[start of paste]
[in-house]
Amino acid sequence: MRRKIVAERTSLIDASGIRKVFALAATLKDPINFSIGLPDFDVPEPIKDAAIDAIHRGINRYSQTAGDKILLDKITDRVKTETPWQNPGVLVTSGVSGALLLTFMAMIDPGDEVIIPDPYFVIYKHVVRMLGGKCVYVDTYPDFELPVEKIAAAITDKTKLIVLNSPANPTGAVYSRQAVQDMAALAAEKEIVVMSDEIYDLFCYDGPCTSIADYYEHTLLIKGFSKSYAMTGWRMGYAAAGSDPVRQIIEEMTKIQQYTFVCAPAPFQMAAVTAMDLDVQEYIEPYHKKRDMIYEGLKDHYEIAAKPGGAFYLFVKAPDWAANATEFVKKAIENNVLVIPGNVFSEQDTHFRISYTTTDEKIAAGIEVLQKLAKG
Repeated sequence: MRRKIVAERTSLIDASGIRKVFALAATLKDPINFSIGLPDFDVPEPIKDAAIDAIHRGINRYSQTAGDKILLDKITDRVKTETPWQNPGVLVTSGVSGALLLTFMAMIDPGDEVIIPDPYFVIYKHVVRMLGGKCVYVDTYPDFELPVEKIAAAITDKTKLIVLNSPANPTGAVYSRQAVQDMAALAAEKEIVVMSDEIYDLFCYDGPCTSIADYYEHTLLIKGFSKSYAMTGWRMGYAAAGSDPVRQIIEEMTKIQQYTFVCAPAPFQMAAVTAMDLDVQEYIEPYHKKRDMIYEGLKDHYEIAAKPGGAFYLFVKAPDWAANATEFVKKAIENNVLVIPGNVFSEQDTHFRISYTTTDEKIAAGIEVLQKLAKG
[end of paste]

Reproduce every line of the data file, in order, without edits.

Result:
[in-house]
Amino acid sequence: MRRKIVAERTSLIDASGIRKVFALAATLKDPINFSIGLPDFDVPEPIKDAAIDAIHRGINRYSQTAGDKILLDKITDRVKTETPWQNPGVLVTSGVSGALLLTFMAMIDPGDEVIIPDPYFVIYKHVVRMLGGKCVYVDTYPDFELPVEKIAAAITDKTKLIVLNSPANPTGAVYSRQAVQDMAALAAEKEIVVMSDEIYDLFCYDGPCTSIADYYEHTLLIKGFSKSYAMTGWRMGYAAAGSDPVRQIIEEMTKIQQYTFVCAPAPFQMAAVTAMDLDVQEYIEPYHKKRDMIYEGLKDHYEIAAKPGGAFYLFVKAPDWAANATEFVKKAIENNVLVIPGNVFSEQDTHFRISYTTTDEKIAAGIEVLQKLAKG
Repeated sequence: MRRKIVAERTSLIDASGIRKVFALAATLKDPINFSIGLPDFDVPEPIKDAAIDAIHRGINRYSQTAGDKILLDKITDRVKTETPWQNPGVLVTSGVSGALLLTFMAMIDPGDEVIIPDPYFVIYKHVVRMLGGKCVYVDTYPDFELPVEKIAAAITDKTKLIVLNSPANPTGAVYSRQAVQDMAALAAEKEIVVMSDEIYDLFCYDGPCTSIADYYEHTLLIKGFSKSYAMTGWRMGYAAAGSDPVRQIIEEMTKIQQYTFVCAPAPFQMAAVTAMDLDVQEYIEPYHKKRDMIYEGLKDHYEIAAKPGGAFYLFVKAPDWAANATEFVKKAIENNVLVIPGNVFSEQDTHFRISYTTTDEKIAAGIEVLQKLAKG